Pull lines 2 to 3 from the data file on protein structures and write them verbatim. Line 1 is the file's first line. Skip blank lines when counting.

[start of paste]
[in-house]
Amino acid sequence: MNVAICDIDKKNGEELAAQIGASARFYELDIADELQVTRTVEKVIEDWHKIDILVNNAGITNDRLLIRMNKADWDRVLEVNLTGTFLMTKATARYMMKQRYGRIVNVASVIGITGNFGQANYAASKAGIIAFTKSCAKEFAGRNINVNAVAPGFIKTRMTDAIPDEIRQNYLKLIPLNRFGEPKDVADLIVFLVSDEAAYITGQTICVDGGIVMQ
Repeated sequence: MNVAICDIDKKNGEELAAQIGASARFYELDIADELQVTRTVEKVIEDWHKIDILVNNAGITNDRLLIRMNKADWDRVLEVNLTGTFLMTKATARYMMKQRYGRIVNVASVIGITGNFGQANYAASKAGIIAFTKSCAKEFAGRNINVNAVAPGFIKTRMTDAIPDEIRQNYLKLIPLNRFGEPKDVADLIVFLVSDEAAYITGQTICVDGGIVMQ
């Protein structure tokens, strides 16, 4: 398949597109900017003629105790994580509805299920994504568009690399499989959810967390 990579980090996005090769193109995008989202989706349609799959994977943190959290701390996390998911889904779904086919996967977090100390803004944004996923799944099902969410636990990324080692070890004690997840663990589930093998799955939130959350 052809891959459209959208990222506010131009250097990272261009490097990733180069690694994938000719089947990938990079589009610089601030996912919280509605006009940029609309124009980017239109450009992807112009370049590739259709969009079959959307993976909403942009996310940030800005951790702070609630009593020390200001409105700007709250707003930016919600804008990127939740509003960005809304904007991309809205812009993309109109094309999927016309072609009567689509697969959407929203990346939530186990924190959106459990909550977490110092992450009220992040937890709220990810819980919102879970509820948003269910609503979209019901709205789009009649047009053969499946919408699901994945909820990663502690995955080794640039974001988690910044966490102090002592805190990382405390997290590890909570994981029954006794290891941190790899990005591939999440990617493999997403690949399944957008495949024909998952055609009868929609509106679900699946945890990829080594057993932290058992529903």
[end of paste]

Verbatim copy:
Amino acid sequence: MNVAICDIDKKNGEELAAQIGASARFYELDIADELQVTRTVEKVIEDWHKIDILVNNAGITNDRLLIRMNKADWDRVLEVNLTGTFLMTKATARYMMKQRYGRIVNVASVIGITGNFGQANYAASKAGIIAFTKSCAKEFAGRNINVNAVAPGFIKTRMTDAIPDEIRQNYLKLIPLNRFGEPKDVADLIVFLVSDEAAYITGQTICVDGGIVMQ
Repeated sequence: MNVAICDIDKKNGEELAAQIGASARFYELDIADELQVTRTVEKVIEDWHKIDILVNNAGITNDRLLIRMNKADWDRVLEVNLTGTFLMTKATARYMMKQRYGRIVNVASVIGITGNFGQANYAASKAGIIAFTKSCAKEFAGRNINVNAVAPGFIKTRMTDAIPDEIRQNYLKLIPLNRFGEPKDVADLIVFLVSDEAAYITGQTICVDGGIVMQ